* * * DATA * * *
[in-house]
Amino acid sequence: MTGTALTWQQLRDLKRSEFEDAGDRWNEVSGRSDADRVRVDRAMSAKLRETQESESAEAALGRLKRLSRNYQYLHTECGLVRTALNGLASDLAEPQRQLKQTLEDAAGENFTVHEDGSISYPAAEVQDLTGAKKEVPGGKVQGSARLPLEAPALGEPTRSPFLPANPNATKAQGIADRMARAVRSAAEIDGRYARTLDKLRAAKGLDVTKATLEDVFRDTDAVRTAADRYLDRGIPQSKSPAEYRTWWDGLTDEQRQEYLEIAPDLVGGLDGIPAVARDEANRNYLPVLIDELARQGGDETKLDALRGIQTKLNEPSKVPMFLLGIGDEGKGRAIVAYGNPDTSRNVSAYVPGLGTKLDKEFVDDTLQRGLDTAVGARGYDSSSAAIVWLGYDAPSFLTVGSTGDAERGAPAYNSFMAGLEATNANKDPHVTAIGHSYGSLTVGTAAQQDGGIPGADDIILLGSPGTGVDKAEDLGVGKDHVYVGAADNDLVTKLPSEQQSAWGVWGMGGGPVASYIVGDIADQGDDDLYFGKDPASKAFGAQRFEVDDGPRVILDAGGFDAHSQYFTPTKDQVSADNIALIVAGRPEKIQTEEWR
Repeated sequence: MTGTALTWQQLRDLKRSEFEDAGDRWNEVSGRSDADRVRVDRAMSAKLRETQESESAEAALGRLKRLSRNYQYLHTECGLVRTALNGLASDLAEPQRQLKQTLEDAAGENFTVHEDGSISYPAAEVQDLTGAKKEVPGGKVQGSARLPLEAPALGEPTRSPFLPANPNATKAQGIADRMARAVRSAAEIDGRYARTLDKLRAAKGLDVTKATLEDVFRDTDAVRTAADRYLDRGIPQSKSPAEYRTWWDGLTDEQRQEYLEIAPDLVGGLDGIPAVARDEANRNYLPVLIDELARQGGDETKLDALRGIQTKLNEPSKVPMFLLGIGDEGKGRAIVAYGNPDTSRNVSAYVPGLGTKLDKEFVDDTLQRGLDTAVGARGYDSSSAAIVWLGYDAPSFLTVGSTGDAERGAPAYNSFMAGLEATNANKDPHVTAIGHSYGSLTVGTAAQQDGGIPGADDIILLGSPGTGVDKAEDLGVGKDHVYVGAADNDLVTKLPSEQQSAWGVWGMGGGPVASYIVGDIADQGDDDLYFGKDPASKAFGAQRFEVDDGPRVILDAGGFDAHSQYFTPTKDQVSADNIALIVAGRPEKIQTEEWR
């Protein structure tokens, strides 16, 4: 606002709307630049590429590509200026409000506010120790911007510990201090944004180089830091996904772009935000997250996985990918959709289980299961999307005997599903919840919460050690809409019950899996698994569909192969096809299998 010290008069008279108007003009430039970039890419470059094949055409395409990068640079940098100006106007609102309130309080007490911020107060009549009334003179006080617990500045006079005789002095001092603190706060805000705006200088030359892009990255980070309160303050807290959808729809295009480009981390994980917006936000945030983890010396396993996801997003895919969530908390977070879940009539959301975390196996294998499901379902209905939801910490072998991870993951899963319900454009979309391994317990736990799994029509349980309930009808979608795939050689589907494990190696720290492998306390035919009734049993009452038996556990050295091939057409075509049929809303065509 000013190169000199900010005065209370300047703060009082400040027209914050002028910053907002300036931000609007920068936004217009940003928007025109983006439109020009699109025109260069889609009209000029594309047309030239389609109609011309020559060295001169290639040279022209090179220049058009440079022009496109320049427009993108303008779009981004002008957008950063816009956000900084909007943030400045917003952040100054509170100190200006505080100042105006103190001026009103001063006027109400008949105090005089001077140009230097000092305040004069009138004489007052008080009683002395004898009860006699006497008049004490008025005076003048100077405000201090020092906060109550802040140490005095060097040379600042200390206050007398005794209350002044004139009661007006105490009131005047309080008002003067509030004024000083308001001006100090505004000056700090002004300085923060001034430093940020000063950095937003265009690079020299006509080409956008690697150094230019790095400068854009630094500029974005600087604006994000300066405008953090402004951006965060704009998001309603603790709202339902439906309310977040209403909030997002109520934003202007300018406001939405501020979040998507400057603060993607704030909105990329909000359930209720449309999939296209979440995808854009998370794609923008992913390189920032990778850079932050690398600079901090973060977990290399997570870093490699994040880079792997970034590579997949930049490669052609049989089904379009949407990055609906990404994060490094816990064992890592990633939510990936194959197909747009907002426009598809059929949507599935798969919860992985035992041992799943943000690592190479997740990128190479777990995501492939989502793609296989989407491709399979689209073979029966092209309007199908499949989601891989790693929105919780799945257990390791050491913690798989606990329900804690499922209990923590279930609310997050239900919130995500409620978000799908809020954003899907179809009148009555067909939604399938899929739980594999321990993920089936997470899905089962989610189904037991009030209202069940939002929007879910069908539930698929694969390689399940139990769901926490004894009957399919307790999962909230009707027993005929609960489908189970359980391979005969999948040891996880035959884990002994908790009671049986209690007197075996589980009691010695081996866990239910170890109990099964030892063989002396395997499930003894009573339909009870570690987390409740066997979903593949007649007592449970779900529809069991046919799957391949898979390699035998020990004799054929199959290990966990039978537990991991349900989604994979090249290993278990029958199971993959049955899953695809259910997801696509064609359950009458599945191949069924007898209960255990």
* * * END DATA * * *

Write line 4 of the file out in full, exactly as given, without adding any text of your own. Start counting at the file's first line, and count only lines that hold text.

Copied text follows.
């Protein structure tokens, strides 16, 4: 606002709307630049590429590509200026409000506010120790911007510990201090944004180089830091996904772009935000997250996985990918959709289980299961999307005997599903919840919460050690809409019950899996698994569909192969096809299998 010290008069008279108007003009430039970039890419470059094949055409395409990068640079940098100006106007609102309130309080007490911020107060009549009334003179006080617990500045006079005789002095001092603190706060805000705006200088030359892009990255980070309160303050807290959808729809295009480009981390994980917006936000945030983890010396396993996801997003895919969530908390977070879940009539959301975390196996294998499901379902209905939801910490072998991870993951899963319900454009979309391994317990736990799994029509349980309930009808979608795939050689589907494990190696720290492998306390035919009734049993009452038996556990050295091939057409075509049929809303065509 000013190169000199900010005065209370300047703060009082400040027209914050002028910053907002300036931000609007920068936004217009940003928007025109983006439109020009699109025109260069889609009209000029594309047309030239389609109609011309020559060295001169290639040279022209090179220049058009440079022009496109320049427009993108303008779009981004002008957008950063816009956000900084909007943030400045917003952040100054509170100190200006505080100042105006103190001026009103001063006027109400008949105090005089001077140009230097000092305040004069009138004489007052008080009683002395004898009860006699006497008049004490008025005076003048100077405000201090020092906060109550802040140490005095060097040379600042200390206050007398005794209350002044004139009661007006105490009131005047309080008002003067509030004024000083308001001006100090505004000056700090002004300085923060001034430093940020000063950095937003265009690079020299006509080409956008690697150094230019790095400068854009630094500029974005600087604006994000300066405008953090402004951006965060704009998001309603603790709202339902439906309310977040209403909030997002109520934003202007300018406001939405501020979040998507400057603060993607704030909105990329909000359930209720449309999939296209979440995808854009998370794609923008992913390189920032990778850079932050690398600079901090973060977990290399997570870093490699994040880079792997970034590579997949930049490669052609049989089904379009949407990055609906990404994060490094816990064992890592990633939510990936194959197909747009907002426009598809059929949507599935798969919860992985035992041992799943943000690592190479997740990128190479777990995501492939989502793609296989989407491709399979689209073979029966092209309007199908499949989601891989790693929105919780799945257990390791050491913690798989606990329900804690499922209990923590279930609310997050239900919130995500409620978000799908809020954003899907179809009148009555067909939604399938899929739980594999321990993920089936997470899905089962989610189904037991009030209202069940939002929007879910069908539930698929694969390689399940139990769901926490004894009957399919307790999962909230009707027993005929609960489908189970359980391979005969999948040891996880035959884990002994908790009671049986209690007197075996589980009691010695081996866990239910170890109990099964030892063989002396395997499930003894009573339909009870570690987390409740066997979903593949007649007592449970779900529809069991046919799957391949898979390699035998020990004799054929199959290990966990039978537990991991349900989604994979090249290993278990029958199971993959049955899953695809259910997801696509064609359950009458599945191949069924007898209960255990």